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Syndication

'Next Up: The LA River' Mini-Session #5: Lou Pesce of Metabolic Studio

Los Angeles' Metabolic Studio, run by architect and visual artist Lauren Bon, creates site-specific, temporary "devices of wonder" that interpret landscape in new ways, shifting public perception of land and waterways. One of their most recent projects, "Bending the River Back Into the City", is a three-part intervention that literally diverts water from the LA River back into LA, distributing it via "the city's first water commons, to allow the currency of water to create social capital."

Lou Pesce, an artist with Metabolic Studio, joined us at Next Up to discuss. As concerns about gentrification, public access and the drought raise issues of ownership and equity along the LA River, I wanted to ask about the economic ideas behind "Bending the River" and how the project relates to the river's specific role in LA history.

 

Direct download: Next_Up_November_2016_PANEL_5_Lou_Pesce.mp3
Category:architecture -- posted at: 2:19pm PDT

'Next Up: The LA River' Mini-Session #4: Deborah Weintraub, LA Chief Architect and Chief Deputy City Engineer

As Chief Architect and Chief Deputy City Engineer presiding over a group of 800+ architects and engineers, Deborah Weintraub has a big picture of LA infrastructure in mind when it comes to the river. She also has a fair amount of historical perspective, having overseen the implementation of the Los Angeles River Revitalization Master Plan after it first issued RFPs in December of 2004.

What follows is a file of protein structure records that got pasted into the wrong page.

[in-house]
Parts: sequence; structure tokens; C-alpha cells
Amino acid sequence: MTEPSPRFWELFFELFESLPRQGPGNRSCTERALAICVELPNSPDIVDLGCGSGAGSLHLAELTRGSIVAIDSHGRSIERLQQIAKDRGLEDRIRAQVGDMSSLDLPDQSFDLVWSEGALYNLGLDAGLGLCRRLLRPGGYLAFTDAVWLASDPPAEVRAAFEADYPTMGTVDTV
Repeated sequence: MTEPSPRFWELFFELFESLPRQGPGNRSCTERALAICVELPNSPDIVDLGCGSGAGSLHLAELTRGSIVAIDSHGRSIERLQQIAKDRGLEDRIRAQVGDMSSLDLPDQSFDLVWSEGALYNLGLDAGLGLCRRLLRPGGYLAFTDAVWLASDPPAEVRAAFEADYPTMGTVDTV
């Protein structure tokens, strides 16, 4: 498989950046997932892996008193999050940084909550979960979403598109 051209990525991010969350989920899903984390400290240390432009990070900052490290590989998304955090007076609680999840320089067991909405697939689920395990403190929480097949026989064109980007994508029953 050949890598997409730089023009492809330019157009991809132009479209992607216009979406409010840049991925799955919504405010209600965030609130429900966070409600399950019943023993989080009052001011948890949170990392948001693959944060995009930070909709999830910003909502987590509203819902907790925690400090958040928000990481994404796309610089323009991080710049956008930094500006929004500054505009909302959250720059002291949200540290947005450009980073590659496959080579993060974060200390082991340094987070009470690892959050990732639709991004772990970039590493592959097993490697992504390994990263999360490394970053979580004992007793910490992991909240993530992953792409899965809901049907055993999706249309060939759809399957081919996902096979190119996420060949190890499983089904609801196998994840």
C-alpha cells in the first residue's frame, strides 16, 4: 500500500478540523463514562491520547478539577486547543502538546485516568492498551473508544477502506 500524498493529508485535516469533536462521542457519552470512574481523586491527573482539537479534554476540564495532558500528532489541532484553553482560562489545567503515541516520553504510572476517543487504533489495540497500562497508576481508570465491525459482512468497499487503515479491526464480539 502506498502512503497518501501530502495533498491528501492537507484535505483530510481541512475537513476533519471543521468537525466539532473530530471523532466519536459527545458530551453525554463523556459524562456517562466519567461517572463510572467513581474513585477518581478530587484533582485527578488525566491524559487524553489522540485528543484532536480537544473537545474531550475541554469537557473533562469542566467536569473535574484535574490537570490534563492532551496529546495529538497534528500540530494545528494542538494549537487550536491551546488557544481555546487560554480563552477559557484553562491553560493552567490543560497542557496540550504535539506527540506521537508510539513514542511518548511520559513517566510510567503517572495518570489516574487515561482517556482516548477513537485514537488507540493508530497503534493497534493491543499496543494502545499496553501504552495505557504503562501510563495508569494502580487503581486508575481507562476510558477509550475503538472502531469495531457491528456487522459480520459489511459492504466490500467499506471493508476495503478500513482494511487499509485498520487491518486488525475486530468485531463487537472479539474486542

Additionally, she oversaw the design and construction of the river's new 6th Street Viaduct by Michael Maltzan's office, which recently broke ground.

Nicholas Korody spoke with Deborah about her role as the most senior architect in the Bureau of Engineering, the river's urbanistic potential (and pitfalls) as a gigantic piece of infrastructure, and Gehry's role beyond hydrology.

Direct download: Next_Up_November_2016_PANEL_4_NK__Deborah_Weintraub.mp3
Category:architecture -- posted at: 9:00am PDT

'Next Up: The LA River' Mini-Session #3 with Steven Appleton and Catherine Gudis

Steven Appleton and Catherine Gudis are some of Next Up's most active participants when it comes to physically being in the LA River. Appleton co-founded LA River Kayak Safari, which has lead over 6000 people on kayaking tours down the river. He's also a public artist, and has made work that engages with the river for more than 15 years—his "50 Clean Bottles of LA River Water" used a bespoke water wheel to pump the river's water into bottles, and clean it to potable levels.

 

Gudis, while her core role is directing UC Riverside's Public History Program, also co-founded Project 51's 'Play the LA River'—a game that invited Angelenos to explore different areas along the river's entire 51-mile stretch. While nearly 80% of the river is paved, there are stretches of soft-bottom, green wetlands that host their own diverse, unique ecology.

Paul Petrunia spoke with Appleton and Gudis for Next Up about reframing Angelenos' expectations of the river by helping them get their feet wet.